The NIST Distributed
Testbed for First Responders (DTFR) is a project to examine the role future
technologies could play in first responder communications. Instead of being a
dedicated radio, each node in the testbed is a handheld computing device. We
chose to use Hewlett Packet Ipaqs because of their battery life and ability
to run the Linux OS. The Ipaqs communicate with each other using 802.11b
radios. While we do not see these radios being powerful enough for real world
use, they provide a good research platform.
Instead of communicating through an access point, the nodes in the testbed communicate directly with each other. This ad-hoc form of communication allows for more dynamic configurations. Each node also runs specialized routing software that turns them into routers in addition to communication devices. This allows each node to serve as a repeater. Now nodes that are out of range can communicate through a node that is in the middle. The routing software finds an optimal route between the two nodes in order to make the best use of the bandwidth and provide the best quality of service.
There are three major components to the DTFR:
The DTFR provides first responders with digital Voice-Over-IP communication capabilities. This means that traditional radio traffic is digitized and turned into IP packets and then sent out over the network formed by the devices. Since packets are used it is not limited to the traditional channel model of radio communication. You don't have to worry about a radio channel becoming too crowded; instead, you can create a dynamic group of people you want to talk to and only send packets to them. You can still talk to everyone at once by broadcasting your packets.
Since communication gets turned into packets, you are able to take advantage of some of the advanced routing capabilities built into every node. Instead of having your communication range limited by the range of your radio, you are able to have other nodes repeat your message. This helps eliminate radio dead spots and ensures that everyone in the group remains in contact. Each node sends out a small status packet which informs you who you can currently communicate with and the status of that person. Using this feature you can monitor statistics such as heart rate or temperature.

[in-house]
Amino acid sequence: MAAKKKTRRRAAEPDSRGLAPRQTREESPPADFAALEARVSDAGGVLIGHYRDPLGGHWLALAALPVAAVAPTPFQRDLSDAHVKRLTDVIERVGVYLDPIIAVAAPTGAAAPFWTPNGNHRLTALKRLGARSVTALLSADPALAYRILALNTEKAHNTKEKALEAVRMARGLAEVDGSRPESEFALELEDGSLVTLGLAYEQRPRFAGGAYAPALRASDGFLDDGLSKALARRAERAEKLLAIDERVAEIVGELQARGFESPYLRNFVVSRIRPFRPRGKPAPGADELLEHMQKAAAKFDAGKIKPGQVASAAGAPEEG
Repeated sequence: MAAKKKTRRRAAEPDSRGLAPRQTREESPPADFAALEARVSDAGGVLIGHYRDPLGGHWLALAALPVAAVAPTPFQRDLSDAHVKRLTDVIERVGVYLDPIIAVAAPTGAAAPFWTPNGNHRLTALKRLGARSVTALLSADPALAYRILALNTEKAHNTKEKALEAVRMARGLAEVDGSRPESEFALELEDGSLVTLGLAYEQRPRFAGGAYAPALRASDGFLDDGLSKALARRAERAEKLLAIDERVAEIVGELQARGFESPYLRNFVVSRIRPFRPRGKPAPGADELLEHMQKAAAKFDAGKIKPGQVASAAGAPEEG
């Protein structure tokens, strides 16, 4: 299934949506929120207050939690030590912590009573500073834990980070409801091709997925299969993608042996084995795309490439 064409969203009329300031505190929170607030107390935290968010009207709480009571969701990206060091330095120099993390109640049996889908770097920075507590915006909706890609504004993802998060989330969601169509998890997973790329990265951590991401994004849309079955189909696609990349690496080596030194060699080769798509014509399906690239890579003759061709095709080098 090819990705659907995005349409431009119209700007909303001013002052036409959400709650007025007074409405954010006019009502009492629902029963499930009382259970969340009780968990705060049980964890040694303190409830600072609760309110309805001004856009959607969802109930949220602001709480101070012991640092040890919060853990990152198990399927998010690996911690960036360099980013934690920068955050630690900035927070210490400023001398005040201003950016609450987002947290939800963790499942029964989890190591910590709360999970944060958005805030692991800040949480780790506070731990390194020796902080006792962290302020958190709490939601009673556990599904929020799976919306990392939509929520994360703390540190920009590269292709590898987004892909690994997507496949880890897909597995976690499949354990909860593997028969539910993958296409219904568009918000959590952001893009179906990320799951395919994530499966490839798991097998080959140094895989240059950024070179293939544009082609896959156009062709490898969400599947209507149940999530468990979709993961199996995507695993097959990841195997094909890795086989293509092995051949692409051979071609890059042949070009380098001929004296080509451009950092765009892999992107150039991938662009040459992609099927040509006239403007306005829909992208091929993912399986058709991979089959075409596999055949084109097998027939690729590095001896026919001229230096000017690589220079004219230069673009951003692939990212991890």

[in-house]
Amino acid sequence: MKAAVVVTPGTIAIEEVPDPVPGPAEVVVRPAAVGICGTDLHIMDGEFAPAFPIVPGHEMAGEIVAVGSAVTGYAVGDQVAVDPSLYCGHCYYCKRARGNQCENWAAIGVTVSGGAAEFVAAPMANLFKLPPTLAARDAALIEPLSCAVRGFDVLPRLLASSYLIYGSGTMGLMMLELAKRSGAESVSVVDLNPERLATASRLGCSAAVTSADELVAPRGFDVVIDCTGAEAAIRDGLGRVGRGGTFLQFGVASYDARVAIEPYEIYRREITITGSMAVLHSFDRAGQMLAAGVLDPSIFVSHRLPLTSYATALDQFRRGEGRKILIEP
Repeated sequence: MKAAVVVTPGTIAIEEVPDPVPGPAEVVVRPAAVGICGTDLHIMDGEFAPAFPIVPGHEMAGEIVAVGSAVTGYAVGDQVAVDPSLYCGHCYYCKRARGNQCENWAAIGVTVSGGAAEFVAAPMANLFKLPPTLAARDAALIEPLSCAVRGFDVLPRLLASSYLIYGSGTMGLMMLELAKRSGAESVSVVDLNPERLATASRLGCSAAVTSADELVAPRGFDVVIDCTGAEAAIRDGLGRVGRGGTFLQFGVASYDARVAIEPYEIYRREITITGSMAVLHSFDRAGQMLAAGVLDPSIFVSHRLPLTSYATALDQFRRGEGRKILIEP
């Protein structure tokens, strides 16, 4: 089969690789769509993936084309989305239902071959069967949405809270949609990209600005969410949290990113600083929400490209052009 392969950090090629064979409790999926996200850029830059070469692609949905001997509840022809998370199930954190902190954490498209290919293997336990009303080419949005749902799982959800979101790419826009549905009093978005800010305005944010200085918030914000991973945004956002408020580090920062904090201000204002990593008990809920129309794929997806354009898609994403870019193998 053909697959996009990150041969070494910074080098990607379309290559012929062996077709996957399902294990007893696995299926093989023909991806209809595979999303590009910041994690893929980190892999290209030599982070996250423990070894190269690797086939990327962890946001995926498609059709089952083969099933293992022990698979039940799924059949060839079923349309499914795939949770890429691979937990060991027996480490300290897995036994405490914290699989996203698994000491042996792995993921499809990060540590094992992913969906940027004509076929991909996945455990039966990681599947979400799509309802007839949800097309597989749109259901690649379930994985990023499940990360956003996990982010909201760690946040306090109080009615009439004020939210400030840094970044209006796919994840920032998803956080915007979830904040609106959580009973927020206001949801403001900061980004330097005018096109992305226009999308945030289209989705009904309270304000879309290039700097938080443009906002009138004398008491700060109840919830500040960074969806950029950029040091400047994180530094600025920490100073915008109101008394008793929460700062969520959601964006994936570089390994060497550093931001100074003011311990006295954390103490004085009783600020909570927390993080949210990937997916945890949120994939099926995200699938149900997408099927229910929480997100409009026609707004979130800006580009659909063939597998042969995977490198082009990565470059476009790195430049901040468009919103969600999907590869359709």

There are many instances where current localization technologies, such as GPS, do not function. Urban environments and inside of buildings are two environments where GPS has trouble working. We have developed a system to overcome this and allow first responders to find their position along with the position of other members in the area. In order to calculate a first responder's location, fixed reference nodes must be distributed in the area. The first responders then calculate their locations using the signal strength of these reference nodes. Our system allows first responders to find their locations within 1 to 3 meters. This is invaluable in smoky environments where visibility is low.
Our system also distributes each node's location to all the other nodes. This allows better management of personnel and helps in case of an incident. It displays a user's current location along with other members' locations on a map of the floor. In our testbed the map is preprogrammed; however, in a deployed system the map could be provided by a GIS system or created on site.
The DTFR allows for offsite communication. This could be used to communicate with a regional headquarters or an expert in a field. Communication is established through a gateway with an internet connection. This is enabled by using the Session Initiation Protocol (SIP) that establishes calls into or out of the system. SIP allows for a dynamic forwarding of calls, so as a user moves from using one device to another, external calls will be correctly forwarded. Using SIP and the correct gateway, a node can communicate with a regular telephone or a SIP-enabled application like Microsoft Messenger.
Contact: Luke Klein-Berndt
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Date Created: May 2001
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Last updated: March 21, 2002